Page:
To gain access to a DrivePass-protected OneTouch 4 Plus or any encrypted data on it, the system the drive is connected to must have the Maxtor Manager software installed. Therefore, before locking the drive or encrypting any data, it pays to install Maxtor Manager in advance on any system you plan to use regularly with the OneTouch 4 Plus. (Although plugging the OneTouch 4 into a computer without Maxtor Manager will produce an offer to launch the encryption software directly, selecting that option promptly results in an error message.)
Using the OneTouch 4 Plus’s sync feature, you can synchronize files and folders from the system to the drive, and then in turn use the drive to transfer the synchronized data to other systems (to keep data synchronized between a desktop and a notebook, for example).
Like the backup feature, the sync feature has simple and custom options. The former will automatically sync the entire contents of the My Documents or Personal folder, while the custom option lets you include or exclude locations or file types, sync automatically or manually and apply encryption to any synchronized data on the drive. The sync feature doesn’t work across operating systems, so you can’t sync between, say, XP, Vista and Mac machines.
Although not especially heavy, the OneTouch 4 Plus will be a bit much for most people to lug around as a synchronization device. There’s also a smaller and lighter Mini version of the drive that includes all the features of the Plus that comes in 80, 12, and 160 GB capacities (for $100, $120 and $150, respectively).
Maxtor also offers the OneTouch 4 in a less expensive standard model; it’s available in the same capacities as the Plus versions, but lacks the aluminum panels, FireWire ports and the quartet of advanced features — synchronization, drive password-protection, data encryption, and SafetyDrill. Given the modest price premium of the Plus (it’s a mere $20 or $30 depending on capacity), we think it’s well worth the extra cost.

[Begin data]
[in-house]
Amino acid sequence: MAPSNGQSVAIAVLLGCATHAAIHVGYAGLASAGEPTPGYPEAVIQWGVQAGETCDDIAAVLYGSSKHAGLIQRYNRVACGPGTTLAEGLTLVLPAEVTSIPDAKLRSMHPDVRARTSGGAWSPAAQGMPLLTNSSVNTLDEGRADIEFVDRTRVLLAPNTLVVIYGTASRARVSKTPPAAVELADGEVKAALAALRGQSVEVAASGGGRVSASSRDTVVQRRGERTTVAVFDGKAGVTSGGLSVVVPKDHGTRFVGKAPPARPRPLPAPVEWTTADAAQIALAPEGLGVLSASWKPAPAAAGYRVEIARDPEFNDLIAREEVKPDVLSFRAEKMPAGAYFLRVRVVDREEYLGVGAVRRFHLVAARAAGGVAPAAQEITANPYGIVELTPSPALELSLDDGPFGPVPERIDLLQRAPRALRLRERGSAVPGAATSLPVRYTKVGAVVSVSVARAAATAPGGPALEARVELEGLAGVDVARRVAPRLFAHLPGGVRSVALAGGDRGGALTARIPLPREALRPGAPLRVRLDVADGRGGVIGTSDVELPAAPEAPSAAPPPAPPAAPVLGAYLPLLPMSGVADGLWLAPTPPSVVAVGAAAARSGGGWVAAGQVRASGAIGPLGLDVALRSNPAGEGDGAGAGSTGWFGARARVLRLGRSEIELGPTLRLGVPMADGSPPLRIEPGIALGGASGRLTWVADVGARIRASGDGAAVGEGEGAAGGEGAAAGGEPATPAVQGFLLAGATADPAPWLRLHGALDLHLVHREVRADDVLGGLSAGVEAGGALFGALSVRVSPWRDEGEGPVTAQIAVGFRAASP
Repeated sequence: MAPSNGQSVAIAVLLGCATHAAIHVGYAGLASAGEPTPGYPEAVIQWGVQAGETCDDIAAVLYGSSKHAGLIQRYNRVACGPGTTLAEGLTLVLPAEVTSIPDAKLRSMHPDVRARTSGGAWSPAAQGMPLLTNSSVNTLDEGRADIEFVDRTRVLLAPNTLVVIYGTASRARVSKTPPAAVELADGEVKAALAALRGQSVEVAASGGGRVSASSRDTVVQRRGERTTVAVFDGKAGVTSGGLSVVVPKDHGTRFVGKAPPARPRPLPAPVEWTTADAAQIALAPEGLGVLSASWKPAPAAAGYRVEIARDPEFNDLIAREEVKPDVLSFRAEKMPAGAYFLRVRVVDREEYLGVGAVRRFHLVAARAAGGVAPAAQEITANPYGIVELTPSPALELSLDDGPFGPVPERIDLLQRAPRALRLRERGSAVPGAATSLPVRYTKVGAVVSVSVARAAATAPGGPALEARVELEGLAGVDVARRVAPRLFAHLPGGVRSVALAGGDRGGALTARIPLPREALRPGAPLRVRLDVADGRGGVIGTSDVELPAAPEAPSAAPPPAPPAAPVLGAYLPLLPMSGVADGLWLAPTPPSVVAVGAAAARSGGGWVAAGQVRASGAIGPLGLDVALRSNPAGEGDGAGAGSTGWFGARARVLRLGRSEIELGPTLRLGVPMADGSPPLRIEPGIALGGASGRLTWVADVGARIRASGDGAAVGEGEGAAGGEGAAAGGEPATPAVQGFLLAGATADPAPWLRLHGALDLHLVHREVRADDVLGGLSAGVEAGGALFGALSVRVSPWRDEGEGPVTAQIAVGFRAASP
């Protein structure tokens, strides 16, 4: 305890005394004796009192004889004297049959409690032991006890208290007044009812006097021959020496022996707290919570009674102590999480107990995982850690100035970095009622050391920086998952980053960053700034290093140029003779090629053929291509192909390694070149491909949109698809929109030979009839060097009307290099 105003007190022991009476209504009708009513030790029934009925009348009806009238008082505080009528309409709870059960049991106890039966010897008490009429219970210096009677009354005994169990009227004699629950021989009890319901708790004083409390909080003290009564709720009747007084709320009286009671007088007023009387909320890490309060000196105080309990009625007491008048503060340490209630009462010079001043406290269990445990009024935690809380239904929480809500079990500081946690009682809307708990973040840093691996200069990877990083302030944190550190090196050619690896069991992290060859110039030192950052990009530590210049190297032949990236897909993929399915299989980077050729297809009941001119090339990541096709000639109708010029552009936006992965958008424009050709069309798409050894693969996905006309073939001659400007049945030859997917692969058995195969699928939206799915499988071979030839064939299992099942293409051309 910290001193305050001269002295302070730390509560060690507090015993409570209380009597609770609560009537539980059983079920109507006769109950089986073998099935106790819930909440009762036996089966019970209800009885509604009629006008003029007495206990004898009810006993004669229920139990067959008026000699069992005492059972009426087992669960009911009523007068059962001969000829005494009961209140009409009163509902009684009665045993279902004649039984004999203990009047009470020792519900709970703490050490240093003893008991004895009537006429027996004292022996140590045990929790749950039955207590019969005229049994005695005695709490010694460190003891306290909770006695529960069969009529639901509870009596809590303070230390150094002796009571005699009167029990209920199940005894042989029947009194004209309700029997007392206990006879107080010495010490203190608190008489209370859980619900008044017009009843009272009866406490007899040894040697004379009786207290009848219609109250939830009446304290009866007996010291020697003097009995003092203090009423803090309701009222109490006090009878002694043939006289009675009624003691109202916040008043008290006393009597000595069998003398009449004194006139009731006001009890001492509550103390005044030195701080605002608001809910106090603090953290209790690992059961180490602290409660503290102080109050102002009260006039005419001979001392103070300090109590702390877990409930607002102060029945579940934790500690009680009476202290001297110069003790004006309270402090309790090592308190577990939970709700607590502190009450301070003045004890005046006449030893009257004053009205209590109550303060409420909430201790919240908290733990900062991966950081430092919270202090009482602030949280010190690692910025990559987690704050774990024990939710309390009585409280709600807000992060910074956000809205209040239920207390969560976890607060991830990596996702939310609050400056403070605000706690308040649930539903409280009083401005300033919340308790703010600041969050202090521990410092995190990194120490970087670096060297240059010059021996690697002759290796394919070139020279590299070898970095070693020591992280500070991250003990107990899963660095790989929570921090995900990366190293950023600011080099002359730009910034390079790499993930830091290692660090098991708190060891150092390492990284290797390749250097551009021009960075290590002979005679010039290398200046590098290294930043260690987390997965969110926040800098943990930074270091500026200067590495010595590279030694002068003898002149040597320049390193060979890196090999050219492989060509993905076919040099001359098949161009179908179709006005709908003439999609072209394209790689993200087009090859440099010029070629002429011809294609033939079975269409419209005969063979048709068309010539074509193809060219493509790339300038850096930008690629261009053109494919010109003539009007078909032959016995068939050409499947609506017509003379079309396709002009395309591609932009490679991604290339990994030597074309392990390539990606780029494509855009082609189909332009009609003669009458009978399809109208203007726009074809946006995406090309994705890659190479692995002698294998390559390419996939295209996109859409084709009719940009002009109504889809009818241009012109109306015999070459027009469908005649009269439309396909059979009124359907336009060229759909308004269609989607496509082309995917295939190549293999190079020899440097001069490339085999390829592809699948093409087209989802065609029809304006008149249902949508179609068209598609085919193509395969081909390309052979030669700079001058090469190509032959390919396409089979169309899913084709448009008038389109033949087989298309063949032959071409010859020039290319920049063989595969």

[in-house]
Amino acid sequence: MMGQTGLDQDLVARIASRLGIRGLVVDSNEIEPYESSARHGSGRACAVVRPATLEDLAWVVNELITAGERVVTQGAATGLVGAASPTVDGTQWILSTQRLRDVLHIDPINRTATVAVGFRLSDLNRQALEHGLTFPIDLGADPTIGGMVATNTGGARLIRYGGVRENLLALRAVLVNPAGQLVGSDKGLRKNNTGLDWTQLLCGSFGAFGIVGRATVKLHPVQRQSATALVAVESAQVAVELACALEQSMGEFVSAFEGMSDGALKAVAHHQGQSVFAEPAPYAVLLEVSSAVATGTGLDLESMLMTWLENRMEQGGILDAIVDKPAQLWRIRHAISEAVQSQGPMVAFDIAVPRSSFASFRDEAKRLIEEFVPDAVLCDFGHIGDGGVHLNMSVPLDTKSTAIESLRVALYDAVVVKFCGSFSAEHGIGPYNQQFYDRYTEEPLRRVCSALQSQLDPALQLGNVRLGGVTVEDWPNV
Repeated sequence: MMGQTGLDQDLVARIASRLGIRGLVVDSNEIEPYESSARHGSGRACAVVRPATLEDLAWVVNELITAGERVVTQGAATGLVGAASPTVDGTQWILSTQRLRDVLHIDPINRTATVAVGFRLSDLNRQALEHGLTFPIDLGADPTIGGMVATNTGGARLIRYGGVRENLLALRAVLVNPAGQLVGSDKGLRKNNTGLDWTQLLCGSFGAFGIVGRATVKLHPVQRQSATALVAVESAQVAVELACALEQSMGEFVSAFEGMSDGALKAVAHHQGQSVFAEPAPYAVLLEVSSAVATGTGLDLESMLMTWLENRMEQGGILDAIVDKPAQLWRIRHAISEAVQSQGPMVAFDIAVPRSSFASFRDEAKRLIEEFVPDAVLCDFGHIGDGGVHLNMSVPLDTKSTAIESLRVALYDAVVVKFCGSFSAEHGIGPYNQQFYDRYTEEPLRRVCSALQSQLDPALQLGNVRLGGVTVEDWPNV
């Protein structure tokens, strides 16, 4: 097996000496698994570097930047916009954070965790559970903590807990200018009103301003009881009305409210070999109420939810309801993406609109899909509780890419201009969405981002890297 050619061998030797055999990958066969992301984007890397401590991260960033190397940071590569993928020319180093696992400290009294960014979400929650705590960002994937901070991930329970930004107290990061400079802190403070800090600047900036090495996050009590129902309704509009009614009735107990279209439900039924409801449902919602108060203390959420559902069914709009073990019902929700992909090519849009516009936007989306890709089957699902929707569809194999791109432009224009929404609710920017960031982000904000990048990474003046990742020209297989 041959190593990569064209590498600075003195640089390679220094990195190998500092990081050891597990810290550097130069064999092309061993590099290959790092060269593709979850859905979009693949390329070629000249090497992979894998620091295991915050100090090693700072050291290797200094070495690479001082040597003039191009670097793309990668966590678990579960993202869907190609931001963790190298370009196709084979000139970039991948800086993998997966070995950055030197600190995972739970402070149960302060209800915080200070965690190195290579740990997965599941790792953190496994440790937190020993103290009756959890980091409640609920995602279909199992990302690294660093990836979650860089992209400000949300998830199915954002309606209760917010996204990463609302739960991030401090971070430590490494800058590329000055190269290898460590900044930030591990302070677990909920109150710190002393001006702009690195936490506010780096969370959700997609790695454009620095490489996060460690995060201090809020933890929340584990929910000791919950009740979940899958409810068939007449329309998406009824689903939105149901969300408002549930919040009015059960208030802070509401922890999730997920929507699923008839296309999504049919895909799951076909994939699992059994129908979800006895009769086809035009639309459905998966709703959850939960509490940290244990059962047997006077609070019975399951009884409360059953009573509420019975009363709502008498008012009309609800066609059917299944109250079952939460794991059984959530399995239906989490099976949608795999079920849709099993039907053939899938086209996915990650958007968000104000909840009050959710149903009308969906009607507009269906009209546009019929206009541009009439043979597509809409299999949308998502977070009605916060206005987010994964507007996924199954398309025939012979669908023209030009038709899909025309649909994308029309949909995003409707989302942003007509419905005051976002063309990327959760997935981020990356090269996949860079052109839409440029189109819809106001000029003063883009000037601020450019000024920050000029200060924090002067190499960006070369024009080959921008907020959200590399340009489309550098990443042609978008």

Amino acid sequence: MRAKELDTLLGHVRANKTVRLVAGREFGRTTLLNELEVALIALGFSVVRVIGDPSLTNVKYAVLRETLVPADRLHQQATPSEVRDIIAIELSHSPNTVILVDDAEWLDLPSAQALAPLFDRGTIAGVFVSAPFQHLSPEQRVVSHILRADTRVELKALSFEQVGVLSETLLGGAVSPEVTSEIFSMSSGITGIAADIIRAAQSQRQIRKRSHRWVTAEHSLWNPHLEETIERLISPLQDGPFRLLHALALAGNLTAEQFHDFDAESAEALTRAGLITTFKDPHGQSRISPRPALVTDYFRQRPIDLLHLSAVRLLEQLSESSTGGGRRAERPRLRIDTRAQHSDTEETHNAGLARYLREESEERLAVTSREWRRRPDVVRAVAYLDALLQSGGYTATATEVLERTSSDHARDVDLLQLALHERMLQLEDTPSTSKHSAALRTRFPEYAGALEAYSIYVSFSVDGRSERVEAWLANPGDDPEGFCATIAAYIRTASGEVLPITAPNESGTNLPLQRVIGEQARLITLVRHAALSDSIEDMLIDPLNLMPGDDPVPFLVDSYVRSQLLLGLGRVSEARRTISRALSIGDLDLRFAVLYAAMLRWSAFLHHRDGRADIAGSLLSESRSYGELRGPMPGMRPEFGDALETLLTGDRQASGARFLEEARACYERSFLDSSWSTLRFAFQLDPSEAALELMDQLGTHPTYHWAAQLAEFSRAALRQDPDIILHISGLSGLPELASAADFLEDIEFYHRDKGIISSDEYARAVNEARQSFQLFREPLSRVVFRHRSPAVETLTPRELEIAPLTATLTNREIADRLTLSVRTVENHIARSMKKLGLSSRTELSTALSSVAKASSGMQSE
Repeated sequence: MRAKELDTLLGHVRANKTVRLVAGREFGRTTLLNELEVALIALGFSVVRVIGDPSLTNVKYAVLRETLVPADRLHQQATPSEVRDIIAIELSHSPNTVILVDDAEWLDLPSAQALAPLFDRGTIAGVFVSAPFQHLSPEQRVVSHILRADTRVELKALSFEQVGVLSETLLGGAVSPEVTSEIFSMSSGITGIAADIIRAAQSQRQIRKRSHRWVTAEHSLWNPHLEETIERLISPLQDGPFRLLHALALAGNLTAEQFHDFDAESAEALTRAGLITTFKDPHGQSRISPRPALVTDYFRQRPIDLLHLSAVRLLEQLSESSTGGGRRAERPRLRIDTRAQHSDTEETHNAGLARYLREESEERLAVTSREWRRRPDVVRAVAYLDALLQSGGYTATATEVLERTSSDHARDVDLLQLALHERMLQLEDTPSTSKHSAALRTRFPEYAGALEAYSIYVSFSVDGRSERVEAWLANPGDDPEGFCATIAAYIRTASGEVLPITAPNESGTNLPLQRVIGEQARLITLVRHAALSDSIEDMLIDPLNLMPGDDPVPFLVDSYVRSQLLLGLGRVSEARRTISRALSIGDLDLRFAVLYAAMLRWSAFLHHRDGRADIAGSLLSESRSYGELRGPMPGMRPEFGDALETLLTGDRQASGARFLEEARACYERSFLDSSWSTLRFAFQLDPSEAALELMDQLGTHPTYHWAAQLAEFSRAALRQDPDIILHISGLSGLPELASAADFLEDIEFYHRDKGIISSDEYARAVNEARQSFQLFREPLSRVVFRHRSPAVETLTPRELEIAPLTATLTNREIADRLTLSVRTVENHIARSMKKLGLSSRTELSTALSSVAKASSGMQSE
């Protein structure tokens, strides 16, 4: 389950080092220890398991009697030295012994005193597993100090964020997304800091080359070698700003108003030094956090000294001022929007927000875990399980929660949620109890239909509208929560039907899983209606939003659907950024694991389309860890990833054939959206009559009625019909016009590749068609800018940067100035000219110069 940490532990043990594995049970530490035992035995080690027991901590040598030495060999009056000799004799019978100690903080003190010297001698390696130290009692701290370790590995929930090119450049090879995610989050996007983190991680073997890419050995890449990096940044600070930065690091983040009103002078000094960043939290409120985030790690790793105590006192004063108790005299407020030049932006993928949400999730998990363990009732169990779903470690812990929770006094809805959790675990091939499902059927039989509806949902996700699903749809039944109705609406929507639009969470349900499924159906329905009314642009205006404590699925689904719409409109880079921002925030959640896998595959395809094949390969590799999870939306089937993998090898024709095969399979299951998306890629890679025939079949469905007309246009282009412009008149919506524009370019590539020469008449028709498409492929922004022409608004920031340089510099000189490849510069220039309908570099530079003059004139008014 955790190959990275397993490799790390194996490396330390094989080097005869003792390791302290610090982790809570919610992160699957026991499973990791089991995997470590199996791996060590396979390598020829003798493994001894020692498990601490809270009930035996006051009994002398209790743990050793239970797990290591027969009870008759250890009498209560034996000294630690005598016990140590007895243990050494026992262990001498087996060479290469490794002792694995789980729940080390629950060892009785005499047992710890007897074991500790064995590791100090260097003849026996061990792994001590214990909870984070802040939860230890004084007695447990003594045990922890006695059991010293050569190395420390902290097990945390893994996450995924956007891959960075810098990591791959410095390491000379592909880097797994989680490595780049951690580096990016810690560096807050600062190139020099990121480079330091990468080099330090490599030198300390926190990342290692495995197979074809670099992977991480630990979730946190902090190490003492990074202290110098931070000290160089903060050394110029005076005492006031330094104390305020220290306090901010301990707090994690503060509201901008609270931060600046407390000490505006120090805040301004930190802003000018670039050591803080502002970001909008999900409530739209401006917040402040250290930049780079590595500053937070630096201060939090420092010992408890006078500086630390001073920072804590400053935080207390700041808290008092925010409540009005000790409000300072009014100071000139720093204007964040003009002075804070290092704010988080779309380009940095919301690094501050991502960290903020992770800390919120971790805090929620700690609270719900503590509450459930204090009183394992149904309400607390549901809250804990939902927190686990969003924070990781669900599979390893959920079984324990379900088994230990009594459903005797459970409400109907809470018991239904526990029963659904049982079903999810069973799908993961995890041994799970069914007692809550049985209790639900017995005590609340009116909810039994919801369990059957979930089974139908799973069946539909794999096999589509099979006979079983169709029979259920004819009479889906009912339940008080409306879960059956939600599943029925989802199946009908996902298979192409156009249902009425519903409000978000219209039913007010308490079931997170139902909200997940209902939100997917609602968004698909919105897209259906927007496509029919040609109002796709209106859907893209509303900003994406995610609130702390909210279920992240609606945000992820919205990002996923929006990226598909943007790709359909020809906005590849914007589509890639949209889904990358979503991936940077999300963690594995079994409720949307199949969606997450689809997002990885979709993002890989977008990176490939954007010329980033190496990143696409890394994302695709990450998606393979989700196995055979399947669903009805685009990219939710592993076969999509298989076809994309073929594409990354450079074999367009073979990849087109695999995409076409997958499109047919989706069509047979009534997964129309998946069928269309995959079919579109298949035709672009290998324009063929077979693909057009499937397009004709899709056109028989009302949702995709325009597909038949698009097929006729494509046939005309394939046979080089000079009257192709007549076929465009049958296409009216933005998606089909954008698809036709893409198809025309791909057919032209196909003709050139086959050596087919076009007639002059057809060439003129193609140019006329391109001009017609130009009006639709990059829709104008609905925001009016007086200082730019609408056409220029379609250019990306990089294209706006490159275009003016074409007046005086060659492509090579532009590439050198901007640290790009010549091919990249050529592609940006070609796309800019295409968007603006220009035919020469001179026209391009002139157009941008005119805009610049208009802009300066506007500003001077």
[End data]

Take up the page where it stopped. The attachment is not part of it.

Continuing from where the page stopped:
The Maxtor OneTouch 4’s software features could benefit from a little more flexibility; namely, the capability to access a password-protected drive or encrypted folder without having to first install Maxtor Manager, and a way to schedule the creation of SafetyDrill images. While not perfect, the OneTouch 4 Plus is still a solid external storage device that provides the basic tools to keep data safe, secure and synced.
Joe Moran spent six years as an editor and analyst with Ziff-Davis Publishing and several more as a freelance product reviewer. He’s also worked in technology public relations and as a corporate IT manager, and he’s currently principal of Neighborhood Techs, a technology service firm in Naples, Fla. He holds several industry certifications, including Microsoft Certified Systems Engineer (MCSE) and Cisco Certified Network Associate (CCNA).